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Patrick Mahomes keeps challenging defenses downfield — and it’s working

As Mahomes works his way back from the ankle injury he suffered in Week 1, he continues to shred defenses

Baltimore Ravens v Kansas City Chiefs Photo by Jamie Squire/Getty Images

The rain (mostly) stayed away — but so did the Kansas City Chiefs offense during the first quarter against the Baltimore Ravens.

You might be surprised to learn that the Chiefs’ offensive juggernaut has been prone to some slow starts. In fact, the Chiefs haven’t scored in the first quarter in two straight games.

Some of this can be attributed to injuries sustained over the last few weeks. Tyreek Hill has been out for most of the season. The Chiefs lost starting left tackle Eric Fisher early last week — and are likely not to have him for a while. Patrick Mahomes was hobbled in Oakland after injuring his ankle in Jacksonville — but at least now he’s getting close to 100%.

On Sunday, a Hill-less, Fisher-less Chiefs team (with a still-injured-but-improving Mahomes) opened their home schedule against a tough, historically excellent Ravens defense. Like every team to this point, the Ravens challenged the Chiefs and their skill players. Like every team to this point, the Chiefs overwhelmed them.

Something good

Teams busting their coverage on the Chiefs vertical passing game is becoming a weekly occurrence. At least in part, should we be chalking this up to great play design and the team’s receiving threats?

In this play, the Chiefs short-motion Sammy Watkins from outside in and snap the ball as he’s coming to his spot. Initially this looks like the Chiefs standard 3x1 four verticals concept.

We think it is supposed to be Cover 3 match coverage by the Ravens. Earl Thomas — stopper of all big plays — sits on Watkins, who curls up. Tony Jefferson (23) is the safety on the boundary hash. He is getting depth — but staying more with Travis Kelce and Watkins. Maurice Canady (26) is likely supposed to carry Mecole Hardman on the vertical, but instead sinks underneath Demarcus Robinson. Hardman gets another free release — which continues to prove to be a mistake.

Mahomes delivers and absolute strike on this throw — one that be replicated by only a few NFL players. Thanks to the velocity he puts on the ball, even if Jefferson isn’t on that hash, this throw can’t easily be contested.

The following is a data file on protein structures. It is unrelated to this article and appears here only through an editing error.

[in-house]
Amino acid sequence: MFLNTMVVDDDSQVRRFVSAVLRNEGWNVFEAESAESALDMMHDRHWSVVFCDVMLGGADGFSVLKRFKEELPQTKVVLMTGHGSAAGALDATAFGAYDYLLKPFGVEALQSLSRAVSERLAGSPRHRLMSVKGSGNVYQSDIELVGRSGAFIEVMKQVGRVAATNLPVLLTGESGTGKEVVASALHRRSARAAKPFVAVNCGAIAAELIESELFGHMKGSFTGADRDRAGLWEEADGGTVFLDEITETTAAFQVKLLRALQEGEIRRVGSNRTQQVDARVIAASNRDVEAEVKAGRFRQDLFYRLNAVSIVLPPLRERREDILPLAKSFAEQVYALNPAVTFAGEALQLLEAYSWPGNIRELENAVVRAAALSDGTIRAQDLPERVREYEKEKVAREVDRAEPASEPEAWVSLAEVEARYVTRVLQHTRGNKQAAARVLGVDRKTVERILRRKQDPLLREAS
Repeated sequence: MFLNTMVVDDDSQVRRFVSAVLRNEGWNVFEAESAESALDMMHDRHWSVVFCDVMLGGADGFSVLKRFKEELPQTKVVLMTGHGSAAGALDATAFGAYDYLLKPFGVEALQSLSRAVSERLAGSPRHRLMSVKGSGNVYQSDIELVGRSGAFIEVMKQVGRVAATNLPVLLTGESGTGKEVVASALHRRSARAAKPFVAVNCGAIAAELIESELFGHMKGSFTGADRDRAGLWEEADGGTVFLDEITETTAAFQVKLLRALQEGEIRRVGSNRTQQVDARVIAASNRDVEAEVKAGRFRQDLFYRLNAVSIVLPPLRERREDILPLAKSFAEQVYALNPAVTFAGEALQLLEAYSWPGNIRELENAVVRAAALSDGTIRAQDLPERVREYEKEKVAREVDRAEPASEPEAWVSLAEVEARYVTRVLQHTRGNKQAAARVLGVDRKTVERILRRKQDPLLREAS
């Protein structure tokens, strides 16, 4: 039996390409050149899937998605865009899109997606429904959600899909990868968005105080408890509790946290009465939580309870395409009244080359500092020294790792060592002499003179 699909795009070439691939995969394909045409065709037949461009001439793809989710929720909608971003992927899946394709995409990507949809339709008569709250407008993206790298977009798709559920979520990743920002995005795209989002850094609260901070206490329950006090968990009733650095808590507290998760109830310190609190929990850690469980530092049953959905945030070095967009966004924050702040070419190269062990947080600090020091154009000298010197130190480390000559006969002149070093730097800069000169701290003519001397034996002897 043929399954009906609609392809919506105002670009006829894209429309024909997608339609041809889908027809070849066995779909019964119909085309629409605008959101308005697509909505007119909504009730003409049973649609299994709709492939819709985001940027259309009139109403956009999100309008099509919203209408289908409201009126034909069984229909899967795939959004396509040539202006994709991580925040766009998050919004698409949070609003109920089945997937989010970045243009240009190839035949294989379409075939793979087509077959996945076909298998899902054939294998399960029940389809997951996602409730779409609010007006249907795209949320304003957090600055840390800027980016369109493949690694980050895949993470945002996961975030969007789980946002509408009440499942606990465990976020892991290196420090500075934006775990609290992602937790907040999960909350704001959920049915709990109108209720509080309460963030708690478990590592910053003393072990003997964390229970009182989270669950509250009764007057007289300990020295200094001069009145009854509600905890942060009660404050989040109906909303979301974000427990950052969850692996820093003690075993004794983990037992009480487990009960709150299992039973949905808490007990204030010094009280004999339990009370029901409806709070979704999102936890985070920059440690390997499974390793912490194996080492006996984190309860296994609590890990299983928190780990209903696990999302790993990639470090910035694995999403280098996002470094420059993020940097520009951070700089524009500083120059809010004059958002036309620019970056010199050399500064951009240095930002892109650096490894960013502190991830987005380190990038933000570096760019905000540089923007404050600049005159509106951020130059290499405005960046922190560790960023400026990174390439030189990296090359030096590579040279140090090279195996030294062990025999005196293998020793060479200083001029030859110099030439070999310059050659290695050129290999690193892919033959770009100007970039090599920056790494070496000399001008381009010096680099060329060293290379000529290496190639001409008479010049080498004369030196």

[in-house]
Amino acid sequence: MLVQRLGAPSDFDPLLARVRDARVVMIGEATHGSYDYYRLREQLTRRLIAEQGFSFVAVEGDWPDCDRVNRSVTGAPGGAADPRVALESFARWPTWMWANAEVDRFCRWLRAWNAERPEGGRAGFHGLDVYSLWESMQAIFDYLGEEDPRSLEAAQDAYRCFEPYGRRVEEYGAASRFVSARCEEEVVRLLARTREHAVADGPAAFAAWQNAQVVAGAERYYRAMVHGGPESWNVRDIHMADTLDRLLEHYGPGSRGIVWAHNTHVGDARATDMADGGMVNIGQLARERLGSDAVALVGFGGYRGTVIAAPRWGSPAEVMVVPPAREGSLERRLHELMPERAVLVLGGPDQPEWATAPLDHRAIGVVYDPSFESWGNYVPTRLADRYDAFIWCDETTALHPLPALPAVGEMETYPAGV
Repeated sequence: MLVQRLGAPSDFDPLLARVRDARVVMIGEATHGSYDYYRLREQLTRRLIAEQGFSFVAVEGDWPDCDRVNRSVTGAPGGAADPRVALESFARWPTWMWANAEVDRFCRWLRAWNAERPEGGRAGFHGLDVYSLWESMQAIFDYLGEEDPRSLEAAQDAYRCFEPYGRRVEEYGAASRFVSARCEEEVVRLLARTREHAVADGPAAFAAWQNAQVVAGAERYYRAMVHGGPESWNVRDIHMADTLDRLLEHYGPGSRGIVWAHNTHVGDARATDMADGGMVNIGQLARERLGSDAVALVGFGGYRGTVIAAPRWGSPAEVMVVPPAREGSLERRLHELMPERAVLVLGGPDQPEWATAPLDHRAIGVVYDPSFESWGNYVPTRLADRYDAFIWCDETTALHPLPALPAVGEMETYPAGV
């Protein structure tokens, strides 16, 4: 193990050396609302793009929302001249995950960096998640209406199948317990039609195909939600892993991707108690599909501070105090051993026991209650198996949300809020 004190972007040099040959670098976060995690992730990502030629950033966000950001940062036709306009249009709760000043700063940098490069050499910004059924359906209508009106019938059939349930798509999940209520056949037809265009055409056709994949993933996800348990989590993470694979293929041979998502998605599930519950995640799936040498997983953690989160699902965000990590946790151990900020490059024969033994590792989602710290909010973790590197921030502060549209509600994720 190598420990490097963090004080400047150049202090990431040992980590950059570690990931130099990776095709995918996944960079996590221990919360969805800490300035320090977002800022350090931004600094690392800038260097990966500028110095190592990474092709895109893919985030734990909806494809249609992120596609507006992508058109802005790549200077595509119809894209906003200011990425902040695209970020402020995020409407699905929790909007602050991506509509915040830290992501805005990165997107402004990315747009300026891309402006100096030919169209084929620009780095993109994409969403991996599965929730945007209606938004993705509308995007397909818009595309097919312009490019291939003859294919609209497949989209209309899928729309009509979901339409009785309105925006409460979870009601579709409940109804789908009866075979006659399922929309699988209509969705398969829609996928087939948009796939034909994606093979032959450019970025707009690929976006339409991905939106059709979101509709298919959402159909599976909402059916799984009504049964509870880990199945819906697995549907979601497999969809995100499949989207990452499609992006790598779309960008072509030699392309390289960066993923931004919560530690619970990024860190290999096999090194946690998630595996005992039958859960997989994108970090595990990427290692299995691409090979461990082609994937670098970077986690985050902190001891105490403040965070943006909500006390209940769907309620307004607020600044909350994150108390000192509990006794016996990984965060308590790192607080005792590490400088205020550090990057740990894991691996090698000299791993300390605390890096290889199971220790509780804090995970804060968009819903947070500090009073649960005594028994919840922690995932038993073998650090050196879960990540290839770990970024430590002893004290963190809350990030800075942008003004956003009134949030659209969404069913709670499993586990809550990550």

The Chiefs continue to threaten teams vertically with a variety of weapons capable of generating explosive plays. Mecole Hardman continues to find success in the vertical passing game.

It just seems too coincidental that the Chiefs find big plays downfield on vertical concepts on which defensive coverage has busted. The Chiefs are stressing teams vertically, anticipating coverage and finding guys streaking down the field. With so many good receivers to track, it’s getting harder for defenses to pick their poison.

Something bad

Mahomes really hasn’t put very many balls at risk so far — but he put one at risk on Sunday. It should have ended with his first interception of the season.

While down 10 points in the third quarter, here the Ravens dial up a six-man pressure on third-and-6. The Chiefs have a five-man protection, so Baltimore is plus one. Mahomes is forced to exit the pocket. With no rusher outside of right tackle Mitchell Schwartz, Mahomes rolls to the boundary on his right.

Mahomes tries to find Hardman on the deep over, getting rid of the ball as he moves away from pressure. The ball is intercepted. Luckily, defensive pass interference is called and the Chiefs eventually score a touchdown on the drive.

If not for the PI flag, the turnover could have cost the Chiefs dearly in what wound up being a close game.

The positive on this play, however, is that Mahomes’ movement is much improved from last week. You’re starting to see him get back to creating out-of-structure plays with less strain.

What’s amazing is that despite the aggressive plays down the field, Mahomes hasn’t put too many balls at risk — as we would usually expect to see. He’s been decisive, confident and opportunistic — but not reckless. It really puts into perspective how good his season has been — and how the process is driving the results.

Nothing about what this kid is doing is fluky.

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